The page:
• Understanding how feelings are at the root of communication challenges
  • Strategies for self-care.

Learning outcomes

Participants will learn:

  • the deeper principles of communication that make care more meaningful
  • how to provide more relevant support to an individual living with dementia at home or in a care setting
  • how to connect more effectively with families and/or the person’s advocates
  • how to deliver better care through improved understanding and communication

The REAL framework is based on evidence gathered over a decade working with people living with dementia and their carers. Research showed that reminiscence, empathic engagement, active listening and life story are key to the wellbeing of any older person living with dementia.

When accompanied by the Senses Framework (My Home Life example here), everyone’s lives improve.

You can also learn more about SCIE’s Dementia training courses for health and care in collaboration with REAL Communication Works here

Chatterbox Cards and the Memory Café

Chatterbox Cards and Memory Café volunteering

My visit to the Alzheimer's Society Memory Café

There’s an Alzheimer’s Society Memory Café at a Housing Trust in north London. Everyone who attends is living with dementia, to varying degrees and I’ve been lucky to spend time there with the regulars to facilitate conversation using Many Happy Returns 40s and 50s Chatterbox cards.

My first visit included one family carer and four housing trust staff members. There were about 18 of us in the room, sitting around small tables with oilskin cloths, on each of which was a small glass vase with a single bright yellow fabric chrysanthemum. The colour of hope, I thought wistfully.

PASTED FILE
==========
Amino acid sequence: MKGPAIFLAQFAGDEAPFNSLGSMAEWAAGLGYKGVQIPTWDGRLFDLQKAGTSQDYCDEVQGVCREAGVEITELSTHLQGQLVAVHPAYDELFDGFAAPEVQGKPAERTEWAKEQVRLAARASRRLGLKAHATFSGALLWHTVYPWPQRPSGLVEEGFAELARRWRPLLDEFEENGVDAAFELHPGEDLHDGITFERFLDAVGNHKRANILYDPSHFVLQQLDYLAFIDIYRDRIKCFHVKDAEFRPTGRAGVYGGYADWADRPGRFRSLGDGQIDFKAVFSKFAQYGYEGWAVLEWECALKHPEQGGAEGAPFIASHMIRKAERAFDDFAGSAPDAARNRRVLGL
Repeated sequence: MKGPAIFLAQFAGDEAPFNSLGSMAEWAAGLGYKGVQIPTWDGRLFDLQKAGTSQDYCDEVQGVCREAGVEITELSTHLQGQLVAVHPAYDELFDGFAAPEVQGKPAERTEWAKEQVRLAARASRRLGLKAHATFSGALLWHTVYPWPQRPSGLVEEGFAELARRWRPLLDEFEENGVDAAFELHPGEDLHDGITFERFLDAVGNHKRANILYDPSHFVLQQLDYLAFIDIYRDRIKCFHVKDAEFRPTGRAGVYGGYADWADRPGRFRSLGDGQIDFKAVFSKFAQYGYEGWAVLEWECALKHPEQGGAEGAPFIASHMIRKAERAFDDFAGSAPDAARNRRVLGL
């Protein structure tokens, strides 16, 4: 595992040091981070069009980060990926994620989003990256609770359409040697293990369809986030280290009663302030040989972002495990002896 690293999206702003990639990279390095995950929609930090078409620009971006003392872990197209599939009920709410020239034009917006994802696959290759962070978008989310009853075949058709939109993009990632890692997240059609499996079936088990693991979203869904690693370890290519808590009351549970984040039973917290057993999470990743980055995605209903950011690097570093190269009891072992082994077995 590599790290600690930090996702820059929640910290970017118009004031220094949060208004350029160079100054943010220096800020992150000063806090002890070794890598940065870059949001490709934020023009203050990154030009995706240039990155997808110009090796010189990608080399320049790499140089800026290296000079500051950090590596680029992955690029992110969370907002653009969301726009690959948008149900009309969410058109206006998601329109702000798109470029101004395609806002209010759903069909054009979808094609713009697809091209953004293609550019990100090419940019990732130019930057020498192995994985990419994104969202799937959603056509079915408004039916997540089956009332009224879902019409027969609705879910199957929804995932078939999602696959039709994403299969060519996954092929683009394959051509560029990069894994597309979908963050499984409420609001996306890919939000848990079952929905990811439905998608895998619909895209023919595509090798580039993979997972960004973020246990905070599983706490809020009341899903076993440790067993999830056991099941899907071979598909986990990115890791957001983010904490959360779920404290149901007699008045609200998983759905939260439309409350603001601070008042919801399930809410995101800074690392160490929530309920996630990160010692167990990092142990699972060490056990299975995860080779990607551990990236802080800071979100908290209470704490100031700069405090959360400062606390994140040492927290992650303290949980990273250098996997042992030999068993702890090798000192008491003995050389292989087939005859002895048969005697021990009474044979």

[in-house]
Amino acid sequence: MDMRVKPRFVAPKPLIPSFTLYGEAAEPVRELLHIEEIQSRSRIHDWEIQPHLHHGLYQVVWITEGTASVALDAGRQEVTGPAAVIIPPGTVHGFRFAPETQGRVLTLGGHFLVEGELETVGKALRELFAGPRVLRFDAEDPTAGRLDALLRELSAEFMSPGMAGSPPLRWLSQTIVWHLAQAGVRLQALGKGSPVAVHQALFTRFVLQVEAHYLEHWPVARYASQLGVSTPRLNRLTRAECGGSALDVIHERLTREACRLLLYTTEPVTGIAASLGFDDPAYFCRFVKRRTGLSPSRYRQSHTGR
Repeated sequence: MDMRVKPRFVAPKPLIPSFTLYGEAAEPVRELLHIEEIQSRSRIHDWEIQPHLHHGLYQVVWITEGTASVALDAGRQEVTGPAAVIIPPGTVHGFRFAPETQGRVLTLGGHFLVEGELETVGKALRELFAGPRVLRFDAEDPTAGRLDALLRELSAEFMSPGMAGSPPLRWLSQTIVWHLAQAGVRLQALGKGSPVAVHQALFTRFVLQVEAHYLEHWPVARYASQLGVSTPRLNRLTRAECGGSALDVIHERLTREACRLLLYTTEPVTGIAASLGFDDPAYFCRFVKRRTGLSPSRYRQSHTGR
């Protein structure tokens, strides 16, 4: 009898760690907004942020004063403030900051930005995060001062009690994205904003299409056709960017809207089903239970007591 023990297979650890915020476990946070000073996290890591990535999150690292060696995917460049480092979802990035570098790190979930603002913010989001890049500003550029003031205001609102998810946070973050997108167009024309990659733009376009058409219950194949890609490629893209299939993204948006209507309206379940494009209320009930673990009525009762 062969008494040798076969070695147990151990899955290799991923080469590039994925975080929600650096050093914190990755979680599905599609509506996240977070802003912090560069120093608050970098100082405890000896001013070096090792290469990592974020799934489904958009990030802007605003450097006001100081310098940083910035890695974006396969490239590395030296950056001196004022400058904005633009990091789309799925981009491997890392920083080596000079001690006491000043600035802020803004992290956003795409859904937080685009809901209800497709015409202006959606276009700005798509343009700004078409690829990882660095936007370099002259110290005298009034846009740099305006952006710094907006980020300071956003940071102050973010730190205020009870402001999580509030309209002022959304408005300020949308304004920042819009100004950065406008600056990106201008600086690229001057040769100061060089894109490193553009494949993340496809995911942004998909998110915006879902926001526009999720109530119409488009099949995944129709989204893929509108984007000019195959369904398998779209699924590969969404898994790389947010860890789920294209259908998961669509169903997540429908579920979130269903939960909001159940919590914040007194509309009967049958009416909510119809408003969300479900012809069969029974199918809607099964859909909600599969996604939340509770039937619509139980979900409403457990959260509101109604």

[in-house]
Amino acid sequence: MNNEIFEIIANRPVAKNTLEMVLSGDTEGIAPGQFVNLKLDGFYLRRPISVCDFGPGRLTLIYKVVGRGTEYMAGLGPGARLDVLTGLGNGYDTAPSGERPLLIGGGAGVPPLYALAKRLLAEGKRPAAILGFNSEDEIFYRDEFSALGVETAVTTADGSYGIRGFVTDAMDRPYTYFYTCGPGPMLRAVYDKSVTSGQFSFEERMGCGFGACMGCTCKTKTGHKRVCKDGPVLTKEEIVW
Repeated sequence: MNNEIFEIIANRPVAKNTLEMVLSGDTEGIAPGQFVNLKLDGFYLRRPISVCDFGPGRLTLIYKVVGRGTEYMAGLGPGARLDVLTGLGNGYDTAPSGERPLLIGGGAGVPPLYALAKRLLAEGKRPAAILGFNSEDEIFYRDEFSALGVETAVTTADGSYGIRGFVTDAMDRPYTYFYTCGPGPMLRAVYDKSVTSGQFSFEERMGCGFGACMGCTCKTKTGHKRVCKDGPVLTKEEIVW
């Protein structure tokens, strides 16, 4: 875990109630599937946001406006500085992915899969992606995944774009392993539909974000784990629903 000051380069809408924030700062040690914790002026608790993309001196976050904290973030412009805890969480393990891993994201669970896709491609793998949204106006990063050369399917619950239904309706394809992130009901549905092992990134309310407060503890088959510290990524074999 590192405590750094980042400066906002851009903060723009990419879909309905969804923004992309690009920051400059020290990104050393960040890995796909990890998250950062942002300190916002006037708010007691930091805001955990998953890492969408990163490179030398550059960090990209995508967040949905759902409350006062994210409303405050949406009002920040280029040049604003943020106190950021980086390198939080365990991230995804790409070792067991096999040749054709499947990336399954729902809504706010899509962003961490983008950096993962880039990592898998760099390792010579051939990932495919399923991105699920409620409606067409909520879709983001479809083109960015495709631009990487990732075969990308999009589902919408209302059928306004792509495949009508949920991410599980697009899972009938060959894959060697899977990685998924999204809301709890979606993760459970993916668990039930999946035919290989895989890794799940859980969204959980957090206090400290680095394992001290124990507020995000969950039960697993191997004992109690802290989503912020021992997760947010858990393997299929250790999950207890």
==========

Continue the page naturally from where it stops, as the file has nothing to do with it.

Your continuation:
Everyone was wearing a badge and as always, we all introduced ourselves. I noted unusual names – most of those present were local, but a few had arrived here from the Commonwealth or as refugees from war. I knew that meant we would likely hear some intriguing stories.

The room was quiet and expectant. My first prompt was to seed thoughts of childhood – toys and games and freedom – adult authority. Tentatively to begin with, the group started sharing memories of favourite toys from childhood. Descriptions of dolls and dolls’ houses, of dolls’ prams and dressing up family pets to wheel around in them, of cap pistols and Painting by Numbers, these soon became stories of constantly being sent outside regardless of the season, (even when unwell) of running around unsupervised, of climbing trees, of innocent ‘gang’ games, and in winter, of mucking about in the (helpfully warm) local tube stations.